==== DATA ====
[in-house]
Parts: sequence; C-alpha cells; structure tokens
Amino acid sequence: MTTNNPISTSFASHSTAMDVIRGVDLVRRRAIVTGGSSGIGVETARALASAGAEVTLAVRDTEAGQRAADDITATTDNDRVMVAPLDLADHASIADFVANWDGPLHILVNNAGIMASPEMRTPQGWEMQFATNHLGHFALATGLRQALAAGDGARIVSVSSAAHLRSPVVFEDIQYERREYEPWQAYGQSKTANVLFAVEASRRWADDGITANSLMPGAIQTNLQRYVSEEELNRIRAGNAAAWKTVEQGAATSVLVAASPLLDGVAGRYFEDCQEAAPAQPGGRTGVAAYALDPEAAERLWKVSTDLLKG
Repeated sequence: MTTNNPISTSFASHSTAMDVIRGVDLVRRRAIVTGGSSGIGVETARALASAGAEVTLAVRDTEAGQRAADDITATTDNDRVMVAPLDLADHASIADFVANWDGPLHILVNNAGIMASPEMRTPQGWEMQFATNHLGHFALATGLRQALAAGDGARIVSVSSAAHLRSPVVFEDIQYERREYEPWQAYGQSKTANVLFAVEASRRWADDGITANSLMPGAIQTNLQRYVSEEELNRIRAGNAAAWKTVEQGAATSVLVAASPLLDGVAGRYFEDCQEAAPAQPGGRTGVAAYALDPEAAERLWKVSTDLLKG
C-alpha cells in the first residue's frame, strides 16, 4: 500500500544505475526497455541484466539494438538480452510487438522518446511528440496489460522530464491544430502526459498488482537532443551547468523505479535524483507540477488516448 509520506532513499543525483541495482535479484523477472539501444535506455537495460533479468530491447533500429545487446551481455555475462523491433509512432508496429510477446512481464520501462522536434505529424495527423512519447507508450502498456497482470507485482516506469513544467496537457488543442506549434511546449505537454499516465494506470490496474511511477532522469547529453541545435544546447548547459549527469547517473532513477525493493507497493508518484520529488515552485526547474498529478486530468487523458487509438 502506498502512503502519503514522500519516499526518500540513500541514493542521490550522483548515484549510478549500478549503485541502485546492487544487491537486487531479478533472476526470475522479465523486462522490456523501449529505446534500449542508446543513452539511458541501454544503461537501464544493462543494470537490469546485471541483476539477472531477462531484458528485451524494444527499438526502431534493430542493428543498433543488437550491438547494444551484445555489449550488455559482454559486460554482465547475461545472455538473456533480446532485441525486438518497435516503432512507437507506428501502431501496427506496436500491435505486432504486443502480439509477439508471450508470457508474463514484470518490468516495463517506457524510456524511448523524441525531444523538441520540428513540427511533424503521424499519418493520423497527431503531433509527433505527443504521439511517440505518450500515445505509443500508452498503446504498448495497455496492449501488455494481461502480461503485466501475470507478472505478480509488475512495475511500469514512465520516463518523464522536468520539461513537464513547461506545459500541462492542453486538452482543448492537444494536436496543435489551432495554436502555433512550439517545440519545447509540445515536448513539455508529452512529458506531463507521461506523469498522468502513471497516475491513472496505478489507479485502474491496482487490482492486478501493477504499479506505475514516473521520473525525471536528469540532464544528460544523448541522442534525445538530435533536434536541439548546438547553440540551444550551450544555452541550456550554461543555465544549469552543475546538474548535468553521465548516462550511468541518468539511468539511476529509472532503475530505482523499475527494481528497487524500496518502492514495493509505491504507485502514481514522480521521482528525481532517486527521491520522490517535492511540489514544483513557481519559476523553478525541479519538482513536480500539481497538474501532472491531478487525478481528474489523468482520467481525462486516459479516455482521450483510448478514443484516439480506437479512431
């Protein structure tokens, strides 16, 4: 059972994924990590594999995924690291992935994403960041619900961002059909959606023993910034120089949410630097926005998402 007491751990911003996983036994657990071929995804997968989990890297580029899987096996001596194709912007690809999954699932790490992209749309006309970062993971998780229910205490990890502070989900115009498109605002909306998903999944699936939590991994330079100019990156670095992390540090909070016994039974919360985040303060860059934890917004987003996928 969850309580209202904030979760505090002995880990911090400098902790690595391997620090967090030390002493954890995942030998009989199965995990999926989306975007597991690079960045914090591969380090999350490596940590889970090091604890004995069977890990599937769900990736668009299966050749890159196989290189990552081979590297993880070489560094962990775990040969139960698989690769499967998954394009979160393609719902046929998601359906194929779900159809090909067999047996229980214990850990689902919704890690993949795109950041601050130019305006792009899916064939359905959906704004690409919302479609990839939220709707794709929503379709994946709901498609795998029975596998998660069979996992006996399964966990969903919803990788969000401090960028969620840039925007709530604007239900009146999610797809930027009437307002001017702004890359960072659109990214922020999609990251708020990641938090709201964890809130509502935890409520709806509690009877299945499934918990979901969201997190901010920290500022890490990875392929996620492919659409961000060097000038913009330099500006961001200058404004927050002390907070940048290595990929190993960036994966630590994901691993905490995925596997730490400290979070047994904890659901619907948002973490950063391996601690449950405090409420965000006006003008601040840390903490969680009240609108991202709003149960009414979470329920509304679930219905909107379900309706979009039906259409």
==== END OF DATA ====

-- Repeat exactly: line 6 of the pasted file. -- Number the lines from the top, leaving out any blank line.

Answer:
């Protein structure tokens, strides 16, 4: 059972994924990590594999995924690291992935994403960041619900961002059909959606023993910034120089949410630097926005998402 007491751990911003996983036994657990071929995804997968989990890297580029899987096996001596194709912007690809999954699932790490992209749309006309970062993971998780229910205490990890502070989900115009498109605002909306998903999944699936939590991994330079100019990156670095992390540090909070016994039974919360985040303060860059934890917004987003996928 969850309580209202904030979760505090002995880990911090400098902790690595391997620090967090030390002493954890995942030998009989199965995990999926989306975007597991690079960045914090591969380090999350490596940590889970090091604890004995069977890990599937769900990736668009299966050749890159196989290189990552081979590297993880070489560094962990775990040969139960698989690769499967998954394009979160393609719902046929998601359906194929779900159809090909067999047996229980214990850990689902919704890690993949795109950041601050130019305006792009899916064939359905959906704004690409919302479609990839939220709707794709929503379709994946709901498609795998029975596998998660069979996992006996399964966990969903919803990788969000401090960028969620840039925007709530604007239900009146999610797809930027009437307002001017702004890359960072659109990214922020999609990251708020990641938090709201964890809130509502935890409520709806509690009877299945499934918990979901969201997190901010920290500022890490990875392929996620492919659409961000060097000038913009330099500006961001200058404004927050002390907070940048290595990929190993960036994966630590994901691993905490995925596997730490400290979070047994904890659901619907948002973490950063391996601690449950405090409420965000006006003008601040840390903490969680009240609108991202709003149960009414979470329920509304679930219905909107379900309706979009039906259409």